In Minnesota, the little saying must be “April snow showers bring May flowers.” We had a little snow event before the weekend and I’m hoping the chillier temperatures are really on their way out since Spring arrived almost a month ago. We have had a few 50-60 degree teaser days but for the most part it seems to be a typical Minnesota spring. Summer time is especially nice here because we have to wait so long for it!
The title of this post says it all. It’s the end of winter, we’re busy getting back to work on the ponds and there is stuff all over. I know it’s all going to be quite attractive in a few weeks but in the meantime getting the areas ready for some new construction means looking at ugly dirt piles. The professional landscaper is designing a shade element for our lower pond – part pergola, part arbor, part kabuki stage. He’s also giving me a list of plants to use in the garden and sketching out the future of the backyard. The contractor has marked the footings for the deck that will go over the upper pond’s equipment pit. It’s half deck and half ornamental structure to protect the equipment. For a few weeks we were considering a very large deck but it would have overwhelmed the pond. The landscaper had some thoughts about a gas fed fire element up there. This is the great thing about a professional – they bring in ideas that we never even think about! The process is kind of fun as well – the landscaper looks at the yard, we create some mood boards (think Pinterest) of things we like and don’t like, he measures and then magically a plan appears. The good thing is we don’t necessarily have to do everything he suggests. I’m always into flaunting the rules of nature like trying to grow Zone 5 or 6 plants in Zone 4. Eventually I give up but it’s fun trying.
The deer and very fat rabbits are doing a number on some of the new plants. Day lilies and tulips are difficult to grow at this time of the year. My annual hope for a blooming tulip is down to one half of the very small patch. The hosta shoots are starting to come up so I’m sure in a week or so, the deer will switch to tender hosta for snacks. I keep hoping that some of the severely nipped azaleas will come back but it doesn’t look promising.
In spite of all the stuff that gets eaten, the late snow, the cold temperatures – you can still see many signs that spring is really around the corner. I’m always amazed that when the warm weather comes back, the plants seem to go on overdrive and grow very quickly. This year I hope to take some comparison photos.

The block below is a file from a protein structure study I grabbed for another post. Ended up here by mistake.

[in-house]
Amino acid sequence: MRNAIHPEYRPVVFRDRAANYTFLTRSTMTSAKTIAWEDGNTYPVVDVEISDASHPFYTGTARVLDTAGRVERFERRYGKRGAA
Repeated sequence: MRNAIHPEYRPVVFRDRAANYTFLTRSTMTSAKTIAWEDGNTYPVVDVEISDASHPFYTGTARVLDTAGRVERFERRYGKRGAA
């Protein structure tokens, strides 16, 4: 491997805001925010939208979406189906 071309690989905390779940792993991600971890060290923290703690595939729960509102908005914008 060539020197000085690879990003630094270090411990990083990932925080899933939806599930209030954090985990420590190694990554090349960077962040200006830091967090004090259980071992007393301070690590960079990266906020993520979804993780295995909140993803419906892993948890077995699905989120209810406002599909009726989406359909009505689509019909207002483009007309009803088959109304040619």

Meanwhile, we received our monthly notice from the city. We use a lot of water with the winter pool changes, the constant water drip, etc. The city thinks we have a leak. They’re very kind and send out a notice:
The real excitement about spring is a koi shipment that will come this week. I purchased three koi over the winter from GenkiKoi and they have been living in San Jose, California. Tomorrow they’ll be shipped to Little Siberia and I’m thinking they should be in my garage by 10:30 am Wednesday. They are a nice size – I think around 18 inches. The aka matsuba has been named Tonto, the ginrin ki utsuri is Lone Ranger and the Omosako shiro utsuri is Mizuki. I’m sure I’ll have some photos and video up on Wednesday evening.
I’m also getting a little crew of omosako shiro utsuri tosai. These are some little guys of varying patterns. When you buy a larger koi, you can more confidently determine it’s shape and pattern. You are closer to buying a finished product and of course it will cost more. I like to get small koi because it’s fun to see how they develop. The shiro utsuri takes five years or more to really come into it’s prime and along the way, its sumi (black) can come and go. I was looking on the Omosako website and they have developmental photos of some of their champion shiro utsuris. Amazingly, some of the nicest older koi were pretty ugly as tosai and looked like something you might want to get rid of inbetween. So my handful of shiro tosais are an experiment to see how sumi will develop on different koi.
Kevin Pham of GenkiKoi bowled eight tosai and after watching the video a few hundred times I eliminated two of them. Here’s the video slowed down – can you guess which ones I decided not to get? You’ll see on Wednesday…